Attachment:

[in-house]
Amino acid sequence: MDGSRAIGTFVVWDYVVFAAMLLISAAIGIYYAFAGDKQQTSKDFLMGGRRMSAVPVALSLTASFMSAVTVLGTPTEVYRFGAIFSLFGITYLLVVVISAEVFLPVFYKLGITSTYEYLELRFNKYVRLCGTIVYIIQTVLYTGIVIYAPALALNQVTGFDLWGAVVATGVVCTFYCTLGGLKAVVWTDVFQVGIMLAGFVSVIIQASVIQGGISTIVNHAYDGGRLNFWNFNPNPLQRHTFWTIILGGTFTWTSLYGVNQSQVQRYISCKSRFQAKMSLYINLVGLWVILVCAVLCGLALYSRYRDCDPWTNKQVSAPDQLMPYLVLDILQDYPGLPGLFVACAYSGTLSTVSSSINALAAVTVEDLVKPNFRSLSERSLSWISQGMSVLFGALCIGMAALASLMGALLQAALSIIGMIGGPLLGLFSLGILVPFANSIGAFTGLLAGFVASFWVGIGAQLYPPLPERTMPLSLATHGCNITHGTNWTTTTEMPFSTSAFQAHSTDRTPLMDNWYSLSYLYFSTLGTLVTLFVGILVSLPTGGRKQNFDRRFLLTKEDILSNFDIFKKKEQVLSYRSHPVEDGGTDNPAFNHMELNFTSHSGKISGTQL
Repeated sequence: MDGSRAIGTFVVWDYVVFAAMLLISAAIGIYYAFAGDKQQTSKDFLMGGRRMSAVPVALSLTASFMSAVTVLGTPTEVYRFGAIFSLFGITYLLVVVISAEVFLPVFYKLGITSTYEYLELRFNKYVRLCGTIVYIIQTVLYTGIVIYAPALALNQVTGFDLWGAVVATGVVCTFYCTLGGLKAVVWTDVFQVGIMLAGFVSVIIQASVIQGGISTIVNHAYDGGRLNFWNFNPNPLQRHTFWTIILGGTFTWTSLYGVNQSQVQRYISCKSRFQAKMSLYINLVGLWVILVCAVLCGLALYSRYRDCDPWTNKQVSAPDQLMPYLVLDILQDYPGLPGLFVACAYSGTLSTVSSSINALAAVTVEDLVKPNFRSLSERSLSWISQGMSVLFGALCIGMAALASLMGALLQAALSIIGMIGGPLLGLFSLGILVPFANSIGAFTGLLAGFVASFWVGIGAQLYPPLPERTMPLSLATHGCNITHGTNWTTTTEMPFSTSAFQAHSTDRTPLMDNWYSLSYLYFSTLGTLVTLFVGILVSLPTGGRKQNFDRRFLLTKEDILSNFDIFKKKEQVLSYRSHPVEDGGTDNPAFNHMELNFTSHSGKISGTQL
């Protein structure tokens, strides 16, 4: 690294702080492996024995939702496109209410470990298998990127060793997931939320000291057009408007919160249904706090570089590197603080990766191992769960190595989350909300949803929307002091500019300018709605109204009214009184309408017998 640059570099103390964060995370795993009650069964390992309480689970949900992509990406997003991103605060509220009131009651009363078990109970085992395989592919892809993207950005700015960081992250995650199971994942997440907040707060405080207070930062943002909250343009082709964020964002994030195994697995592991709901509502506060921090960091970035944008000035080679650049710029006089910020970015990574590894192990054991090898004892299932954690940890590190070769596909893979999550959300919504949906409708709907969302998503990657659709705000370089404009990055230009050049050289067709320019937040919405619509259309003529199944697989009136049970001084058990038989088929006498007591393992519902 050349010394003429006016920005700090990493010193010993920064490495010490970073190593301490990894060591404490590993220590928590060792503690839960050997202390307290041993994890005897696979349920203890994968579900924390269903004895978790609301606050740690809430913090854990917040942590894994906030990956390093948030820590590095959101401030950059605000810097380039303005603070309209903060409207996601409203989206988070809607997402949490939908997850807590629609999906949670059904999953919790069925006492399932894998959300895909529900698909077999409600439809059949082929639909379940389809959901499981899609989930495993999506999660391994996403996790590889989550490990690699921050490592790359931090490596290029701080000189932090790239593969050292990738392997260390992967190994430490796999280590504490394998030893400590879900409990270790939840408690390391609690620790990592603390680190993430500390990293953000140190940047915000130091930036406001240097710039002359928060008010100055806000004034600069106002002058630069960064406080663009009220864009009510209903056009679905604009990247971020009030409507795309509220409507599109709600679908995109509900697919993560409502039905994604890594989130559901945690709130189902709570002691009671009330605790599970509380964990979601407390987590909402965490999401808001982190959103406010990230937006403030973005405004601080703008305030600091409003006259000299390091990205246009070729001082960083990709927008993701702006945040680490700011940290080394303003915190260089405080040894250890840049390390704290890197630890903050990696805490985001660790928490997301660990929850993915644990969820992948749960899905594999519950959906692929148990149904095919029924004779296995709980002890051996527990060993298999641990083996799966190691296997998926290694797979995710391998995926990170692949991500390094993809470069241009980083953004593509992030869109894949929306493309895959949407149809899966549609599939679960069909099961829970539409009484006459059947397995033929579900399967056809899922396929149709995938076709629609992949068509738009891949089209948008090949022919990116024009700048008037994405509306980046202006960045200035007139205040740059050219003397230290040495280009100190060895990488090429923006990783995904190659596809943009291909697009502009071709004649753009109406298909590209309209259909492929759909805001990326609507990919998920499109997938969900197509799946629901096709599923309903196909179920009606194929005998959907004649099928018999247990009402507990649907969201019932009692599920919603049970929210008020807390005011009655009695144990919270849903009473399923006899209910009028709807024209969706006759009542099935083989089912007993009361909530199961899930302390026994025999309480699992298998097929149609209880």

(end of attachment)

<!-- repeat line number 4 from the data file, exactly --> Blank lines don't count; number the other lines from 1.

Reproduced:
């Protein structure tokens, strides 16, 4: 690294702080492996024995939702496109209410470990298998990127060793997931939320000291057009408007919160249904706090570089590197603080990766191992769960190595989350909300949803929307002091500019300018709605109204009214009184309408017998 640059570099103390964060995370795993009650069964390992309480689970949900992509990406997003991103605060509220009131009651009363078990109970085992395989592919892809993207950005700015960081992250995650199971994942997440907040707060405080207070930062943002909250343009082709964020964002994030195994697995592991709901509502506060921090960091970035944008000035080679650049710029006089910020970015990574590894192990054991090898004892299932954690940890590190070769596909893979999550959300919504949906409708709907969302998503990657659709705000370089404009990055230009050049050289067709320019937040919405619509259309003529199944697989009136049970001084058990038989088929006498007591393992519902 050349010394003429006016920005700090990493010193010993920064490495010490970073190593301490990894060591404490590993220590928590060792503690839960050997202390307290041993994890005897696979349920203890994968579900924390269903004895978790609301606050740690809430913090854990917040942590894994906030990956390093948030820590590095959101401030950059605000810097380039303005603070309209903060409207996601409203989206988070809607997402949490939908997850807590629609999906949670059904999953919790069925006492399932894998959300895909529900698909077999409600439809059949082929639909379940389809959901499981899609989930495993999506999660391994996403996790590889989550490990690699921050490592790359931090490596290029701080000189932090790239593969050292990738392997260390992967190994430490796999280590504490394998030893400590879900409990270790939840408690390391609690620790990592603390680190993430500390990293953000140190940047915000130091930036406001240097710039002359928060008010100055806000004034600069106002002058630069960064406080663009009220864009009510209903056009679905604009990247971020009030409507795309509220409507599109709600679908995109509900697919993560409502039905994604890594989130559901945690709130189902709570002691009671009330605790599970509380964990979601407390987590909402965490999401808001982190959103406010990230937006403030973005405004601080703008305030600091409003006259000299390091990205246009070729001082960083990709927008993701702006945040680490700011940290080394303003915190260089405080040894250890840049390390704290890197630890903050990696805490985001660790928490997301660990929850993915644990969820992948749960899905594999519950959906692929148990149904095919029924004779296995709980002890051996527990060993298999641990083996799966190691296997998926290694797979995710391998995926990170692949991500390094993809470069241009980083953004593509992030869109894949929306493309895959949407149809899966549609599939679960069909099961829970539409009484006459059947397995033929579900399967056809899922396929149709995938076709629609992949068509738009891949089209948008090949022919990116024009700048008037994405509306980046202006960045200035007139205040740059050219003397230290040495280009100190060895990488090429923006990783995904190659596809943009291909697009502009071709004649753009109406298909590209309209259909492929759909805001990326609507990919998920499109997938969900197509799946629901096709599923309903196909179920009606194929005998959907004649099928018999247990009402507990649907969201019932009692599920919603049970929210008020807390005011009655009695144990919270849903009473399923006899209910009028709807024209969706006759009542099935083989089912007993009361909530199961899930302390026994025999309480699992298998097929149609209880």